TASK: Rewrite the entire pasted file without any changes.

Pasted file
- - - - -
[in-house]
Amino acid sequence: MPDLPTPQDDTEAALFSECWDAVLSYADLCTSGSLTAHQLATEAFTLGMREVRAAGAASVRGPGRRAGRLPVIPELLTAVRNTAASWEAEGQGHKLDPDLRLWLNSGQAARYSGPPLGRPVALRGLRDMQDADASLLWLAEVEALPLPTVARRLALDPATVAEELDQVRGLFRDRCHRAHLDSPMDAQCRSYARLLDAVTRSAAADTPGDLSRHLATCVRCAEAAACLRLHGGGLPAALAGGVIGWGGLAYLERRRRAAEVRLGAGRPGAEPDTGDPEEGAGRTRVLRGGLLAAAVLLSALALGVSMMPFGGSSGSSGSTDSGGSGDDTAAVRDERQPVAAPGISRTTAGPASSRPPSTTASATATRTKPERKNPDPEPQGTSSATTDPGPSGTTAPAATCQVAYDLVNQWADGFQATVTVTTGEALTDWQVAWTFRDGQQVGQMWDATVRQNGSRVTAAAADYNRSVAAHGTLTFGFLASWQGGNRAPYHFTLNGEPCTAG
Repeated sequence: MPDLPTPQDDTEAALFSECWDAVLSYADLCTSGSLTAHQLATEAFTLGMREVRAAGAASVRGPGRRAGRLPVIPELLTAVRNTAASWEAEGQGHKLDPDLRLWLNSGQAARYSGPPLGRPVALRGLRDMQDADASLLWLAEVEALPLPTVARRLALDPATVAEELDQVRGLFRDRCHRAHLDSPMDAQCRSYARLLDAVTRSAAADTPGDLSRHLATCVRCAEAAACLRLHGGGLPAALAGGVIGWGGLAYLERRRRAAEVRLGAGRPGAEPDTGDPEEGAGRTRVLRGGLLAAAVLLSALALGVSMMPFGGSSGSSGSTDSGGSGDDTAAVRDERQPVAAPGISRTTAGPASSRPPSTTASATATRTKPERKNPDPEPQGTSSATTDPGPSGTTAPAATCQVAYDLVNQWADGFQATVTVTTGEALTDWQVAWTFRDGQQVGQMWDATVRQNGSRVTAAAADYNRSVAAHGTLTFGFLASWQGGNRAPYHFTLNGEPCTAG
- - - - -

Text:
[in-house]
Amino acid sequence: MPDLPTPQDDTEAALFSECWDAVLSYADLCTSGSLTAHQLATEAFTLGMREVRAAGAASVRGPGRRAGRLPVIPELLTAVRNTAASWEAEGQGHKLDPDLRLWLNSGQAARYSGPPLGRPVALRGLRDMQDADASLLWLAEVEALPLPTVARRLALDPATVAEELDQVRGLFRDRCHRAHLDSPMDAQCRSYARLLDAVTRSAAADTPGDLSRHLATCVRCAEAAACLRLHGGGLPAALAGGVIGWGGLAYLERRRRAAEVRLGAGRPGAEPDTGDPEEGAGRTRVLRGGLLAAAVLLSALALGVSMMPFGGSSGSSGSTDSGGSGDDTAAVRDERQPVAAPGISRTTAGPASSRPPSTTASATATRTKPERKNPDPEPQGTSSATTDPGPSGTTAPAATCQVAYDLVNQWADGFQATVTVTTGEALTDWQVAWTFRDGQQVGQMWDATVRQNGSRVTAAAADYNRSVAAHGTLTFGFLASWQGGNRAPYHFTLNGEPCTAG
Repeated sequence: MPDLPTPQDDTEAALFSECWDAVLSYADLCTSGSLTAHQLATEAFTLGMREVRAAGAASVRGPGRRAGRLPVIPELLTAVRNTAASWEAEGQGHKLDPDLRLWLNSGQAARYSGPPLGRPVALRGLRDMQDADASLLWLAEVEALPLPTVARRLALDPATVAEELDQVRGLFRDRCHRAHLDSPMDAQCRSYARLLDAVTRSAAADTPGDLSRHLATCVRCAEAAACLRLHGGGLPAALAGGVIGWGGLAYLERRRRAAEVRLGAGRPGAEPDTGDPEEGAGRTRVLRGGLLAAAVLLSALALGVSMMPFGGSSGSSGSTDSGGSGDDTAAVRDERQPVAAPGISRTTAGPASSRPPSTTASATATRTKPERKNPDPEPQGTSSATTDPGPSGTTAPAATCQVAYDLVNQWADGFQATVTVTTGEALTDWQVAWTFRDGQQVGQMWDATVRQNGSRVTAAAADYNRSVAAHGTLTFGFLASWQGGNRAPYHFTLNGEPCTAG